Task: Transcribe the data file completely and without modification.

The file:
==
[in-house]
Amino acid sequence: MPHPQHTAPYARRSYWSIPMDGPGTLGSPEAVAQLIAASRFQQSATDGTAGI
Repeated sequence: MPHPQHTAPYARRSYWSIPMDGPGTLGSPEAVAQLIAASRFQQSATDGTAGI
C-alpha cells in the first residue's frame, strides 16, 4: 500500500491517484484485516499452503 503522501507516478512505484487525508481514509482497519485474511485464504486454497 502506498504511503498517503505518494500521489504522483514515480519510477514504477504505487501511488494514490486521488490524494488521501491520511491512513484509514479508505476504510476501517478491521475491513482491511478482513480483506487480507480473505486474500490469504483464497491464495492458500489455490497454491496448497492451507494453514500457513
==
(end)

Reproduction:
[in-house]
Amino acid sequence: MPHPQHTAPYARRSYWSIPMDGPGTLGSPEAVAQLIAASRFQQSATDGTAGI
Repeated sequence: MPHPQHTAPYARRSYWSIPMDGPGTLGSPEAVAQLIAASRFQQSATDGTAGI
C-alpha cells in the first residue's frame, strides 16, 4: 500500500491517484484485516499452503 503522501507516478512505484487525508481514509482497519485474511485464504486454497 502506498504511503498517503505518494500521489504522483514515480519510477514504477504505487501511488494514490486521488490524494488521501491520511491512513484509514479508505476504510476501517478491521475491513482491511478482513480483506487480507480473505486474500490469504483464497491464495492458500489455490497454491496448497492451507494453514500457513